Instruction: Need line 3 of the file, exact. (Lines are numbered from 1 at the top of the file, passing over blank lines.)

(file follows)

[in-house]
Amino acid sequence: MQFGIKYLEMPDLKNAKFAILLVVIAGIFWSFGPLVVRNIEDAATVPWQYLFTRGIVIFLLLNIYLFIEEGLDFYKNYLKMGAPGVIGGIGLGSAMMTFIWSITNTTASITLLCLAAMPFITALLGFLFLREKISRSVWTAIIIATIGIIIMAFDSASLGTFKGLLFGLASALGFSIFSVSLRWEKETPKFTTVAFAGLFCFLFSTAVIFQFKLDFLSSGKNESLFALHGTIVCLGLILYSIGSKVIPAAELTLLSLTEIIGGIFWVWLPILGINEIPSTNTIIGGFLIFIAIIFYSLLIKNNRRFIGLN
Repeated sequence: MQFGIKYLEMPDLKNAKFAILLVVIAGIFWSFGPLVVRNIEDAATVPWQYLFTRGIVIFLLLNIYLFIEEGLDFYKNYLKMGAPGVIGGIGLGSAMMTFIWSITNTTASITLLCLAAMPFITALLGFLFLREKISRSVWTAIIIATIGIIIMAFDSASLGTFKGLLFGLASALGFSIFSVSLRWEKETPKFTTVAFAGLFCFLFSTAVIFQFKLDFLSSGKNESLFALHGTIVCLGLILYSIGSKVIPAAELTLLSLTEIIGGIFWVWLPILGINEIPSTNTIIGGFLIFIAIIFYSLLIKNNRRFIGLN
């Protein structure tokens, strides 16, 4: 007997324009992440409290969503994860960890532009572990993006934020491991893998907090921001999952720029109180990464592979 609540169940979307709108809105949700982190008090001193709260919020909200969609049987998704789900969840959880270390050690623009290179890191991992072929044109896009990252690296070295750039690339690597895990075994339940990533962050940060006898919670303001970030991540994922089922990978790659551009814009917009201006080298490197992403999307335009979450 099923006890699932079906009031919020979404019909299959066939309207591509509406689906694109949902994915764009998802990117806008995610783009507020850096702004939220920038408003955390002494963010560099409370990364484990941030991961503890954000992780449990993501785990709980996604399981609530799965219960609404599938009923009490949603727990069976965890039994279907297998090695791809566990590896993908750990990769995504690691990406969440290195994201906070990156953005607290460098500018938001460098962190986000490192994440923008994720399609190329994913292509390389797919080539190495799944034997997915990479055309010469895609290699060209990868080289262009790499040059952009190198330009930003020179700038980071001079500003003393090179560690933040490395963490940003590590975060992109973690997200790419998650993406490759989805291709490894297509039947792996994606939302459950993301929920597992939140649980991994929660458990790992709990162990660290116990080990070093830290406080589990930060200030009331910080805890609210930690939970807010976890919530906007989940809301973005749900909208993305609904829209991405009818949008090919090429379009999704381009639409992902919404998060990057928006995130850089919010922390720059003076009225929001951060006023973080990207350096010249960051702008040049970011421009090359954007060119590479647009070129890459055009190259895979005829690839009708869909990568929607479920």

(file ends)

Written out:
Repeated sequence: MQFGIKYLEMPDLKNAKFAILLVVIAGIFWSFGPLVVRNIEDAATVPWQYLFTRGIVIFLLLNIYLFIEEGLDFYKNYLKMGAPGVIGGIGLGSAMMTFIWSITNTTASITLLCLAAMPFITALLGFLFLREKISRSVWTAIIIATIGIIIMAFDSASLGTFKGLLFGLASALGFSIFSVSLRWEKETPKFTTVAFAGLFCFLFSTAVIFQFKLDFLSSGKNESLFALHGTIVCLGLILYSIGSKVIPAAELTLLSLTEIIGGIFWVWLPILGINEIPSTNTIIGGFLIFIAIIFYSLLIKNNRRFIGLN